Business process management (BPM) can get a bit hazy if you don’t know what you are looking for; so much so that even tech-savvy professionals avoid it.
With their complex notation and steep learning curves, most BPM suites look like specialty software that only a few people on earth know how to use. And, when they hear the price, they know for sure that they’re in the wrong neighborhood.
But with big changes in the industry coming from software advances, SaaS models, and improved UI/UX, is it time that you took another look at a business process management suite?
Let’s look at the truth behind some common misconceptions in order to gauge how BPM software can make an impact on your business.
The wireframe of Wright Brother’s flight prototype was a jumbled mess; most of Hemingway’s classics had glaring language errors in their first drafts; and we all have witnessed the evolution of mobile phones, from looking like paver blocks to being sleek smartphones with supercomputer capabilities.
As any veteran IT professional would tell you, BPM solutions in the early days were undoubtedly clunky. But they have come a long way since the time when you had computers the size of hydraulic trucks.
Today’s BPM platforms are built on the cloud and made for simplicity. You can even use BPM software to automate simple, recurring processes. Thanks to the no-code, human-centric BPM systems nowadays, it won’t be long before everyone can run processes on their own.
It’s natural for many enterprises to worry about stretching their IT budget in order to accommodate a new BPM software in their ledger book. But what they don’t understand is that the ROI of automating your business processes through a BPM tool is hugely beneficial in the long run; rather than letting them get tangled in a perpetual chaos of manual workflows.
To be fair, on-premise BPM systems do generally cost a bomb. But most of today’s leading BPM platforms are cloud-based and follow a SaaS model of doing business. That means they come with flexible pricing plans, charging you only for the number of user licenses you want for your enterprise. You’ll not be paying the same amount that Coca Cola Co. or AT&T is paying.
This is the primary reason why cloud business process management suites have given the traditional on-prem BPM software a run for the money.
At best, BPM platforms require you to monitor your automated process, understand the reports, and make changes to the workflow if needed. All those are things are related to the process, but nothing about the BPM system itself.
A new age BPM system on-cloud is nowhere close to the attention a legacy software demands from its beneficiaries. Automating processes with a BPM tool follows the simple set-it-and-forget-it mantra. Cloud vendors take care of everything such as data storage, security, updates, versioning, and the works.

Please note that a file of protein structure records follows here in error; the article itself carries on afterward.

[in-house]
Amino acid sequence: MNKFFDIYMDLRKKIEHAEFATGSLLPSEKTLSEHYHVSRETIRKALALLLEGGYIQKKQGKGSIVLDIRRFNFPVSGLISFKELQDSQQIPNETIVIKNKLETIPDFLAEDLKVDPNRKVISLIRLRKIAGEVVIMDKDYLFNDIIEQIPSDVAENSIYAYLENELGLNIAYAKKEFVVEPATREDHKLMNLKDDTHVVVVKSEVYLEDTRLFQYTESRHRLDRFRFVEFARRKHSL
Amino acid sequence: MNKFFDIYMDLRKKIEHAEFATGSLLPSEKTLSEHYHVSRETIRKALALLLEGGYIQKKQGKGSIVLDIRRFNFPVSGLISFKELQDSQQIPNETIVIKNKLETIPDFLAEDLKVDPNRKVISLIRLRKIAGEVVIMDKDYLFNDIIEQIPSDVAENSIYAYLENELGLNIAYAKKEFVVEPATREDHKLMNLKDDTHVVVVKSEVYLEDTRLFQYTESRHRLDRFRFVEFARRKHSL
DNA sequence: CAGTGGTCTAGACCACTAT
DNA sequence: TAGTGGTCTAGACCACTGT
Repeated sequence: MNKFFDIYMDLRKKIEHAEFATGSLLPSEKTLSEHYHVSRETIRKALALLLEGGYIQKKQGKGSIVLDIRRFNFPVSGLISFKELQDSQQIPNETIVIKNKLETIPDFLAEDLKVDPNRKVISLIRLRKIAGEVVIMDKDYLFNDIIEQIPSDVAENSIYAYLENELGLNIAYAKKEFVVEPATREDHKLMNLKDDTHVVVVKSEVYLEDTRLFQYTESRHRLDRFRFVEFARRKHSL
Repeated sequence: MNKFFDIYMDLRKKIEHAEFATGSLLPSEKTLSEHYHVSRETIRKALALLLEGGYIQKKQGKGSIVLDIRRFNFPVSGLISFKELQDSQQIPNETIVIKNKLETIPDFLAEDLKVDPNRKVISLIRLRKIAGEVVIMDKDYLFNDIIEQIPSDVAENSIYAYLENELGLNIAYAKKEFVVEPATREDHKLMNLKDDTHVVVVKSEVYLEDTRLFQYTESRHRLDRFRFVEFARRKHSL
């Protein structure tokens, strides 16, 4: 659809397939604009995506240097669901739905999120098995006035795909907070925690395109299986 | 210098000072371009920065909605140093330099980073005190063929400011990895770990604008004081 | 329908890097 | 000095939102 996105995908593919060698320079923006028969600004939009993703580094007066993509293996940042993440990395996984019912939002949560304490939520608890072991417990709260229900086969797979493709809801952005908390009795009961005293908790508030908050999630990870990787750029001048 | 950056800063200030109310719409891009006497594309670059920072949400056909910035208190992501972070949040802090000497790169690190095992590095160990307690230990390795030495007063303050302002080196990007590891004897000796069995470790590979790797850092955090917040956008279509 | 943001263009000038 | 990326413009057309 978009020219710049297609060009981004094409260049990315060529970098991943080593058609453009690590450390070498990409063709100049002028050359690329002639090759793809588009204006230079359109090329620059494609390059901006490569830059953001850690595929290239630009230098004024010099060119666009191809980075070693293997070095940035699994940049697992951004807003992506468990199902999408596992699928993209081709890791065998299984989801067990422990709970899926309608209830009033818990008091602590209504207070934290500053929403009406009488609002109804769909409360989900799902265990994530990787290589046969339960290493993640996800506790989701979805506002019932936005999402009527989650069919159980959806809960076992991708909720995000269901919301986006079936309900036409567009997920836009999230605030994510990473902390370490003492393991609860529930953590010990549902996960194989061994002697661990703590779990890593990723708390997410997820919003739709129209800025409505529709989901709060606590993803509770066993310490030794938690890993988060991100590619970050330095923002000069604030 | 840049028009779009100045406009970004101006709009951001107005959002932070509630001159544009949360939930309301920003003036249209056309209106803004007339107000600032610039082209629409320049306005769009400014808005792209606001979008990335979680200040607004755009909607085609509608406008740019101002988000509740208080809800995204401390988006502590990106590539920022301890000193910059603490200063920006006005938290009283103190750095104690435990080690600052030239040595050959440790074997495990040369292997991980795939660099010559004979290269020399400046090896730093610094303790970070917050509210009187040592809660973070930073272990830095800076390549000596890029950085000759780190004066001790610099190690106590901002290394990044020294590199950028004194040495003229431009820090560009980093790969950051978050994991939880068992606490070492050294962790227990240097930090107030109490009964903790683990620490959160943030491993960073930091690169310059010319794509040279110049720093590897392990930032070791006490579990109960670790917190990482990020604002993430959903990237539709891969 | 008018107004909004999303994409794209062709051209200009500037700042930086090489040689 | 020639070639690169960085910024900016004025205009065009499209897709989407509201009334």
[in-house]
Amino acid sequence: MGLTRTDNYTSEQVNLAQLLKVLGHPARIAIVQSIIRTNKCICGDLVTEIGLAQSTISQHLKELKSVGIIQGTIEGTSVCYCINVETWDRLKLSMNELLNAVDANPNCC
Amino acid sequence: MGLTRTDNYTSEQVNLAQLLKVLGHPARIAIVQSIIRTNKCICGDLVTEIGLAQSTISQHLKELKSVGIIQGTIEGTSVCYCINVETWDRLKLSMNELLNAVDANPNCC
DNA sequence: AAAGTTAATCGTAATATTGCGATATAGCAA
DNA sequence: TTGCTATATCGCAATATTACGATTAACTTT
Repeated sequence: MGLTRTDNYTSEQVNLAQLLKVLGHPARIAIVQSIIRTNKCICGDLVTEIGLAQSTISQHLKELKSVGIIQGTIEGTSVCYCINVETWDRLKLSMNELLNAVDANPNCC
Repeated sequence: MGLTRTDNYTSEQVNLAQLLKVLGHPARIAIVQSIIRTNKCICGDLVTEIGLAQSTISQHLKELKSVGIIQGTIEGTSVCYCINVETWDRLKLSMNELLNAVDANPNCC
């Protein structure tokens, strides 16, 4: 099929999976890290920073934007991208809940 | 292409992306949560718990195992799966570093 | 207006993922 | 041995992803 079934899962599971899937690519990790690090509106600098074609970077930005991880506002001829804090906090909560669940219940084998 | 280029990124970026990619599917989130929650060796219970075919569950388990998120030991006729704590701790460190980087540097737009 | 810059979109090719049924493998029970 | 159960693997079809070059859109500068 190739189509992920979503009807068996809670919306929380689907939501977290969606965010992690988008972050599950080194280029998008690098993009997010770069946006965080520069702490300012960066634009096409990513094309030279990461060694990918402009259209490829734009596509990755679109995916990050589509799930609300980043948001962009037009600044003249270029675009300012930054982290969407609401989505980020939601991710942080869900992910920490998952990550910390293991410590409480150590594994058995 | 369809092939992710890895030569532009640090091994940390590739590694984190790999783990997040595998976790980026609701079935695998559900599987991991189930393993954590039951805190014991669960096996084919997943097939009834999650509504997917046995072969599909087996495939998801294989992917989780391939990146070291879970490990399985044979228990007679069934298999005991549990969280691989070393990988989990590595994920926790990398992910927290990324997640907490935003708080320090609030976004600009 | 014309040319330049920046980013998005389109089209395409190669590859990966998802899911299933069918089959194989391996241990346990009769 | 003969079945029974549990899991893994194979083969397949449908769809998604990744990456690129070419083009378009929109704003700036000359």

The only thing your business needs to invest is in the one-time initial startup cost and the monthly billing. Unlike running other ERP software, you don’t have to worry about training your staff on the technicalities, setting up a new server space, hiring a consultant, etc.
BPM is an efficiency-enabler tool to help enterprises achieve their productivity and profit goals. Unlike other business solutions that require businesses to change their tack and reorganize some of their processes, a BPMS adds value to the existing processes by slashing costs and cutting redundancies.
An intelligently-built BPM product fits an enterprise processes like a glove and improves their performance by a significant margin. The agile cloud BPM software is designed to mirror the pre-existing processes and speak in the same language that the process users understand.
A BPM system is a catalyst that accelerates the process and productivity, without distorting the essential process components. BPM is not a one-size-fits-all solution; it’s a flexible discipline that can mould on top of any generic process from any industry.
One of the biggest insecurities against BPM is that it displaces humans from the workforce by automating processes. While it’s sounds like something that makes up for an interesting sci-fi movie plot, the real-world application of BPM is far from threatening to the human workforce.
A computer is good at processing, recording, and retrieving data, some areas where humans are prone to do mistakes or even fail. Humans, on the other hand, trump computers when it comes to making certain judgements and human-sensitive decisions. In that sense, BPM is simply letting systems handle complex number-churning tasks, while the human workforce can be free to take up more qualitative things like interpreting data, evaluating choices, or planning business strategies.
BPM does not force people out of their jobs, but creates new and more intelligent jobs for them to apply their skills to, where machines can’t compete.
There are even more myths about the fear of adopting a BPM system that are making rounds in enterprise circles, including IT departments. Once you resolve to dissect the fact behind these assumptions, you will see that these are nothing but hand-me-down stories that have been passed down by the early BPM users.
To see how easy it can be to automate complex tasks in your organization through a BPM Suite, we welcome you to try KiSSFLOW. It’s a cloud-based platform with more than 50 pre-built enterprise workflow apps, and you can try it for 30-day for absolutely no cost!